The Rangers are the least penalized team in the league. They didn’t take a single penalty against the Flyers on Friday. Staal got nabbed for high-sticking with over five minutes remaining in the second. It wasn’t even his fault as Hoffman lifted his stick into teammate Chris Wideman. Funny how that gets called while more blatant stuff doesn’t. Ottawa took advantage when Stone finished off a Hoffman feed for a two-goal lead with 3:49 left.
The second one was an accident. Ref Frederick L’Ecuyer accidentally got in the way of a Nick Holden clear attempt. The unfortunate incident allowed the Sens to regain control of the puck in the zone. Hoffman picked it up and drew Klein, who forgot about the dangerous Stone who was left by his lonesome to use his quick hands to beat Raanta for his sixth. This one never should’ve happened. L’Ecuyer got hit by Holden’s clear which changed the play. But Klein still was in the wrong spot.
Basically, that’s how it’s gone for him. He just hasn’t been the same player since that injury last Spring. The thing is it was his hand. His skating hasn’t been as fluid. A once dependable top four defenseman who Vigneault sometimes moved up to the top pair to play with Ryan McDonagh has suddenly become the weakest link. At this point, it wouldn’t hurt for Vigneault to have Klein sit a game out and watch from the press box. Sometimes, that can help. But the coach’s stubborn approach and loyalty will probably mean he continues to give Klein as many chances as Girardi got last year.
Where does that leave Clendening? Wasting away just as Dylan McIlrath did after a effective rookie year. Remember. This is the player the organization chose over McIlrath. He’s the same age and he’s just sitting out game after game. Have you seen the power play lately? Their latest 0-for makes them 1 for their last 13. It’s not a coincidence with both Zibanejad and Buchnevich out.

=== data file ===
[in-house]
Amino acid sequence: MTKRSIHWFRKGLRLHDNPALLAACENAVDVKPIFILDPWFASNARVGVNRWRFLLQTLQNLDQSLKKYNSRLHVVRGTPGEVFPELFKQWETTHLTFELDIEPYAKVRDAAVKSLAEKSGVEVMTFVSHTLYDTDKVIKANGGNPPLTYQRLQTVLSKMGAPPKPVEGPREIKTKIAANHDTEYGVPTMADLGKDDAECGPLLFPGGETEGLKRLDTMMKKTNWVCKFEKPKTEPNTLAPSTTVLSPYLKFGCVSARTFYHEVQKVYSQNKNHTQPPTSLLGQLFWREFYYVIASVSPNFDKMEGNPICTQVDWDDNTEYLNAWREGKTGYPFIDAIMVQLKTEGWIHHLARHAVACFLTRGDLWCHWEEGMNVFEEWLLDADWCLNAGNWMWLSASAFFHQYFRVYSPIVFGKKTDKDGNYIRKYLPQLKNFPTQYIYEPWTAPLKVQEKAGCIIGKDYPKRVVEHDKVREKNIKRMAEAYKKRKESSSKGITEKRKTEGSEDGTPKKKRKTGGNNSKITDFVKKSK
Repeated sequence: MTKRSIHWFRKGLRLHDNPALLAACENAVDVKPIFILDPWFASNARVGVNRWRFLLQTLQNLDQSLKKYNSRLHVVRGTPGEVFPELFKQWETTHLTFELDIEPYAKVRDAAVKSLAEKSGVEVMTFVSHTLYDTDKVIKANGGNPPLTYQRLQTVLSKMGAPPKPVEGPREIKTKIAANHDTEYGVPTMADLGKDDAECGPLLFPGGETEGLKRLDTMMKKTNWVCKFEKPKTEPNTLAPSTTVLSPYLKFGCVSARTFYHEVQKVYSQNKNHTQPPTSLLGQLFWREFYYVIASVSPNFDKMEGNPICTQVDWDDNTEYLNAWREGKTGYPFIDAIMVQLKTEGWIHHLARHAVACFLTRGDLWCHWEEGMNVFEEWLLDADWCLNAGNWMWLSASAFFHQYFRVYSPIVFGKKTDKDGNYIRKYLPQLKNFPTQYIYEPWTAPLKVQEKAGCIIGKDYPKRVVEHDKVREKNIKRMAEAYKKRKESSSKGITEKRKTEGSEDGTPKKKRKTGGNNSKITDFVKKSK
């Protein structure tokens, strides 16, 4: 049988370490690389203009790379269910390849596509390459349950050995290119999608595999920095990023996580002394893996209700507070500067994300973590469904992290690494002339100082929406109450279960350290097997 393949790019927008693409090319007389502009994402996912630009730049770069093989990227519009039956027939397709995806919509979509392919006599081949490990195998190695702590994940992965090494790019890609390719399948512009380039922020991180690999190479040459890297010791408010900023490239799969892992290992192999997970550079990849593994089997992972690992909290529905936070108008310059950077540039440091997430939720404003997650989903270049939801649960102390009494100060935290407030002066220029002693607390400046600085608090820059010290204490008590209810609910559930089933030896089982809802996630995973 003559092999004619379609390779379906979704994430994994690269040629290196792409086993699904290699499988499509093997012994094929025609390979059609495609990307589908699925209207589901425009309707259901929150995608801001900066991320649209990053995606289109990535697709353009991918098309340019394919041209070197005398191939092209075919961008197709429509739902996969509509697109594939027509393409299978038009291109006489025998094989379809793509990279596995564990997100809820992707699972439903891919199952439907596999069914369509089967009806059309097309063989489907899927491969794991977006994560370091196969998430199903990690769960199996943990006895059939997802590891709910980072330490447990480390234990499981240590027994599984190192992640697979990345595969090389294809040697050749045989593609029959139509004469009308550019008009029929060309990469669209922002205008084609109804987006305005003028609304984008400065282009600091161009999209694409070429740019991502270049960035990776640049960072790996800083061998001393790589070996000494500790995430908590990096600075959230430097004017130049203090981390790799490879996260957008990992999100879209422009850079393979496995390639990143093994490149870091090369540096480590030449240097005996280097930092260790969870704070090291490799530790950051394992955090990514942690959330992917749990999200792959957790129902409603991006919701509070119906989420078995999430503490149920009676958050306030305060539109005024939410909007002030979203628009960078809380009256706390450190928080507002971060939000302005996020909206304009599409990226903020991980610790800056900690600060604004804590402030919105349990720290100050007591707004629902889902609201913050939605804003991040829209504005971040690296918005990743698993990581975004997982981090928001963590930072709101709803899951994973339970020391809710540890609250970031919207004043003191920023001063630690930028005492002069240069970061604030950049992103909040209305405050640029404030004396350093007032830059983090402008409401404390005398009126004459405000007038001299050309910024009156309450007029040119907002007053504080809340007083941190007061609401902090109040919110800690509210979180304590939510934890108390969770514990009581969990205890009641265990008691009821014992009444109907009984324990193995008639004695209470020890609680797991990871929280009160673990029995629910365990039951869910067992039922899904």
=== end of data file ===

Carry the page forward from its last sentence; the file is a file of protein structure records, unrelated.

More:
When you have pass first guys like Stepan and Mats Zuccarello, who also has cooled considerably since his good start, it doesn’t leave many options. Chris Kreider also hasn’t been as consistent since his neck spasms which is worrisome. Vigneault had way too many lefty shots on the man-advantage. Ottawa did a good job taking away the shooting lanes. Something Stepan alluded to in the post game.
Aside from a good first in which they peppered Anderson with 13 shots forcing him to make several great saves including a mind boggling pad stop on Brandon Pirri point blank, they were outplayed and out-executed. You could also hint to being out-coached. Boucher’s patient defensive style took away the Rangers’ transition causing turnovers. They totaled 20 shots including an unlucky 13 in the third. But Anderson was able to see most. Credit his defense who were committed fully. Even the loathsome Dion Phaneuf, who mixed it up with Jimmy Vesey.
One thing I didn’t get were Vigneault’s lines. Jesper Fast is a nice two-way player who hustles every shift. But the notion that he’s a top six player with a couple of our guys out is ludicrous. What was he doing with Stepan and Kreider? And why was Vesey on the fourth line? Vigneault did try some different combos in the third when behind. But if he wanted to get back in it, he should’ve loaded up going Stepan, Kreider and Rick Nash. I also would’ve reunited J.T. Miller with Kevin Hayes and Michael Grabner. Pirri could’ve centered Vesey and Zuccarello which would’ve left Josh Jooris with Fast and Matt Puempel.